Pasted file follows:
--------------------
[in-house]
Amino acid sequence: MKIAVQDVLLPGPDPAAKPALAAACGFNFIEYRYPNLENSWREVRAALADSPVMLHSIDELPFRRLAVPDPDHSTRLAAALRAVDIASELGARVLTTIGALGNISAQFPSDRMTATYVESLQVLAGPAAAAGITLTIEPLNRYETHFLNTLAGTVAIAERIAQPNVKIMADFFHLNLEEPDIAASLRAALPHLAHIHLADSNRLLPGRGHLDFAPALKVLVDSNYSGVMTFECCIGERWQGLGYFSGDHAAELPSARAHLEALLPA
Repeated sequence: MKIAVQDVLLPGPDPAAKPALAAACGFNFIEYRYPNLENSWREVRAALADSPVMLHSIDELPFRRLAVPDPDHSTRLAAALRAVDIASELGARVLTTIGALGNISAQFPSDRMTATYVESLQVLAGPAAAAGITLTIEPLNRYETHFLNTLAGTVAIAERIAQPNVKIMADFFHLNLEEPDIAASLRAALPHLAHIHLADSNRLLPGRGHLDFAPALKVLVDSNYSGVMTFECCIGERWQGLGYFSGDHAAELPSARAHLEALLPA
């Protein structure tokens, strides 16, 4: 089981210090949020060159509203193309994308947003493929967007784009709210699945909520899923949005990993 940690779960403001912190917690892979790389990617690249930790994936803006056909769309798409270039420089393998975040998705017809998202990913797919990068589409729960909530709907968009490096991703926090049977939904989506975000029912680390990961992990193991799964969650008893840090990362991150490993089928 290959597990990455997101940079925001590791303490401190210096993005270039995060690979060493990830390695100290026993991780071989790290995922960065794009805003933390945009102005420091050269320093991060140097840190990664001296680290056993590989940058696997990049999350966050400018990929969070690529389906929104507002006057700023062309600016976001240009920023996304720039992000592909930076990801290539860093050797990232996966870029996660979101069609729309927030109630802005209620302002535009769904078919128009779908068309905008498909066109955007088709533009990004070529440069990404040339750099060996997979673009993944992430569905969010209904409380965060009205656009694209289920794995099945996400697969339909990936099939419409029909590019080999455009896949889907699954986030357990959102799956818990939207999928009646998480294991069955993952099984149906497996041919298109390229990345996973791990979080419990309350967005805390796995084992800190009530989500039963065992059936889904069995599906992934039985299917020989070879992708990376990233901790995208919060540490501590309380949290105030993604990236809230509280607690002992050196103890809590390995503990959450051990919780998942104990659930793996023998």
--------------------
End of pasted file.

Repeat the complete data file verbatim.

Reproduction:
[in-house]
Amino acid sequence: MKIAVQDVLLPGPDPAAKPALAAACGFNFIEYRYPNLENSWREVRAALADSPVMLHSIDELPFRRLAVPDPDHSTRLAAALRAVDIASELGARVLTTIGALGNISAQFPSDRMTATYVESLQVLAGPAAAAGITLTIEPLNRYETHFLNTLAGTVAIAERIAQPNVKIMADFFHLNLEEPDIAASLRAALPHLAHIHLADSNRLLPGRGHLDFAPALKVLVDSNYSGVMTFECCIGERWQGLGYFSGDHAAELPSARAHLEALLPA
Repeated sequence: MKIAVQDVLLPGPDPAAKPALAAACGFNFIEYRYPNLENSWREVRAALADSPVMLHSIDELPFRRLAVPDPDHSTRLAAALRAVDIASELGARVLTTIGALGNISAQFPSDRMTATYVESLQVLAGPAAAAGITLTIEPLNRYETHFLNTLAGTVAIAERIAQPNVKIMADFFHLNLEEPDIAASLRAALPHLAHIHLADSNRLLPGRGHLDFAPALKVLVDSNYSGVMTFECCIGERWQGLGYFSGDHAAELPSARAHLEALLPA
């Protein structure tokens, strides 16, 4: 089981210090949020060159509203193309994308947003493929967007784009709210699945909520899923949005990993 940690779960403001912190917690892979790389990617690249930790994936803006056909769309798409270039420089393998975040998705017809998202990913797919990068589409729960909530709907968009490096991703926090049977939904989506975000029912680390990961992990193991799964969650008893840090990362991150490993089928 290959597990990455997101940079925001590791303490401190210096993005270039995060690979060493990830390695100290026993991780071989790290995922960065794009805003933390945009102005420091050269320093991060140097840190990664001296680290056993590989940058696997990049999350966050400018990929969070690529389906929104507002006057700023062309600016976001240009920023996304720039992000592909930076990801290539860093050797990232996966870029996660979101069609729309927030109630802005209620302002535009769904078919128009779908068309905008498909066109955007088709533009990004070529440069990404040339750099060996997979673009993944992430569905969010209904409380965060009205656009694209289920794995099945996400697969339909990936099939419409029909590019080999455009896949889907699954986030357990959102799956818990939207999928009646998480294991069955993952099984149906497996041919298109390229990345996973791990979080419990309350967005805390796995084992800190009530989500039963065992059936889904069995599906992934039985299917020989070879992708990376990233901790995208919060540490501590309380949290105030993604990236809230509280607690002992050196103890809590390995503990959450051990919780998942104990659930793996023998």